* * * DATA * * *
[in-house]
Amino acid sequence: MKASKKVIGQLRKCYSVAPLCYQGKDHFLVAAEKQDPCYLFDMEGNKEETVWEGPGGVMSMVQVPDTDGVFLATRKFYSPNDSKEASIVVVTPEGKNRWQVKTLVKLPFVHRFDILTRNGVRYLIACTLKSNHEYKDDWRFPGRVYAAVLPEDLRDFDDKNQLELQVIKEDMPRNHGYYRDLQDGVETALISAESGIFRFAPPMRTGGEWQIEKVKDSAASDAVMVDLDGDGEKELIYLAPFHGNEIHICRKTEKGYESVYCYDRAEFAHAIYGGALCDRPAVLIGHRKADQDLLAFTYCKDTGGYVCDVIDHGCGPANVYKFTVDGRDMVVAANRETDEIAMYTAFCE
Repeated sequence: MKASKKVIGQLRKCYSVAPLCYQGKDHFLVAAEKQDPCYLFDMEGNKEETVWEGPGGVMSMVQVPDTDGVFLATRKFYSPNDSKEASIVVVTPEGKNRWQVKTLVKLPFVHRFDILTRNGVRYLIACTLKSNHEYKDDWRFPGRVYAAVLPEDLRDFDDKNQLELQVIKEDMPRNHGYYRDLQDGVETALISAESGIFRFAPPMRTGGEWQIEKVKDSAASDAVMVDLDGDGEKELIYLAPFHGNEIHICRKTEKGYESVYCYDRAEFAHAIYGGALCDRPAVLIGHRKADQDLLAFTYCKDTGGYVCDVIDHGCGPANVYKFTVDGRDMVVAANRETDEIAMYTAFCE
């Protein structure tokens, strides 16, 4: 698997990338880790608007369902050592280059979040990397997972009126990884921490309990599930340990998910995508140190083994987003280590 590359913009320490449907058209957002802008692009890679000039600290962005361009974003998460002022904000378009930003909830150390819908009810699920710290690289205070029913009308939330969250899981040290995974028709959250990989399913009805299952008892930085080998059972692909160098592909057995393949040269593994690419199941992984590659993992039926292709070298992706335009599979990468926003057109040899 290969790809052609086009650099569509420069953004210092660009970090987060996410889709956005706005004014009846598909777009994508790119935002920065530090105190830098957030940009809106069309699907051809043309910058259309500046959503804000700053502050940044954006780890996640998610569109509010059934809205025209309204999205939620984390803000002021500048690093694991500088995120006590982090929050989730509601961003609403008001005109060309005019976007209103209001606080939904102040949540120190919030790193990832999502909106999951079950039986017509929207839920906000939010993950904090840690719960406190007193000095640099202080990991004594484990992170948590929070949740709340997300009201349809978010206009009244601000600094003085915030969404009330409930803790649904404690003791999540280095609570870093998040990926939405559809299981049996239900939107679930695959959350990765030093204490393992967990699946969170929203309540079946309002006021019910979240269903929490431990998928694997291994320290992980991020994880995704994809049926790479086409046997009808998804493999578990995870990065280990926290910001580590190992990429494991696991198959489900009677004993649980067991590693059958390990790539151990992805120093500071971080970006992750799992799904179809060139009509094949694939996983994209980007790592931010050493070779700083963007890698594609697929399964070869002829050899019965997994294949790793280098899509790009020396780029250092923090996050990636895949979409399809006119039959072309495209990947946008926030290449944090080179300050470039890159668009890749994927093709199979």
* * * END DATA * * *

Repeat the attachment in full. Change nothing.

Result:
[in-house]
Amino acid sequence: MKASKKVIGQLRKCYSVAPLCYQGKDHFLVAAEKQDPCYLFDMEGNKEETVWEGPGGVMSMVQVPDTDGVFLATRKFYSPNDSKEASIVVVTPEGKNRWQVKTLVKLPFVHRFDILTRNGVRYLIACTLKSNHEYKDDWRFPGRVYAAVLPEDLRDFDDKNQLELQVIKEDMPRNHGYYRDLQDGVETALISAESGIFRFAPPMRTGGEWQIEKVKDSAASDAVMVDLDGDGEKELIYLAPFHGNEIHICRKTEKGYESVYCYDRAEFAHAIYGGALCDRPAVLIGHRKADQDLLAFTYCKDTGGYVCDVIDHGCGPANVYKFTVDGRDMVVAANRETDEIAMYTAFCE
Repeated sequence: MKASKKVIGQLRKCYSVAPLCYQGKDHFLVAAEKQDPCYLFDMEGNKEETVWEGPGGVMSMVQVPDTDGVFLATRKFYSPNDSKEASIVVVTPEGKNRWQVKTLVKLPFVHRFDILTRNGVRYLIACTLKSNHEYKDDWRFPGRVYAAVLPEDLRDFDDKNQLELQVIKEDMPRNHGYYRDLQDGVETALISAESGIFRFAPPMRTGGEWQIEKVKDSAASDAVMVDLDGDGEKELIYLAPFHGNEIHICRKTEKGYESVYCYDRAEFAHAIYGGALCDRPAVLIGHRKADQDLLAFTYCKDTGGYVCDVIDHGCGPANVYKFTVDGRDMVVAANRETDEIAMYTAFCE
């Protein structure tokens, strides 16, 4: 698997990338880790608007369902050592280059979040990397997972009126990884921490309990599930340990998910995508140190083994987003280590 590359913009320490449907058209957002802008692009890679000039600290962005361009974003998460002022904000378009930003909830150390819908009810699920710290690289205070029913009308939330969250899981040290995974028709959250990989399913009805299952008892930085080998059972692909160098592909057995393949040269593994690419199941992984590659993992039926292709070298992706335009599979990468926003057109040899 290969790809052609086009650099569509420069953004210092660009970090987060996410889709956005706005004014009846598909777009994508790119935002920065530090105190830098957030940009809106069309699907051809043309910058259309500046959503804000700053502050940044954006780890996640998610569109509010059934809205025209309204999205939620984390803000002021500048690093694991500088995120006590982090929050989730509601961003609403008001005109060309005019976007209103209001606080939904102040949540120190919030790193990832999502909106999951079950039986017509929207839920906000939010993950904090840690719960406190007193000095640099202080990991004594484990992170948590929070949740709340997300009201349809978010206009009244601000600094003085915030969404009330409930803790649904404690003791999540280095609570870093998040990926939405559809299981049996239900939107679930695959959350990765030093204490393992967990699946969170929203309540079946309002006021019910979240269903929490431990998928694997291994320290992980991020994880995704994809049926790479086409046997009808998804493999578990995870990065280990926290910001580590190992990429494991696991198959489900009677004993649980067991590693059958390990790539151990992805120093500071971080970006992750799992799904179809060139009509094949694939996983994209980007790592931010050493070779700083963007890698594609697929399964070869002829050899019965997994294949790793280098899509790009020396780029250092923090996050990636895949979409399809006119039959072309495209990947946008926030290449944090080179300050470039890159668009890749994927093709199979």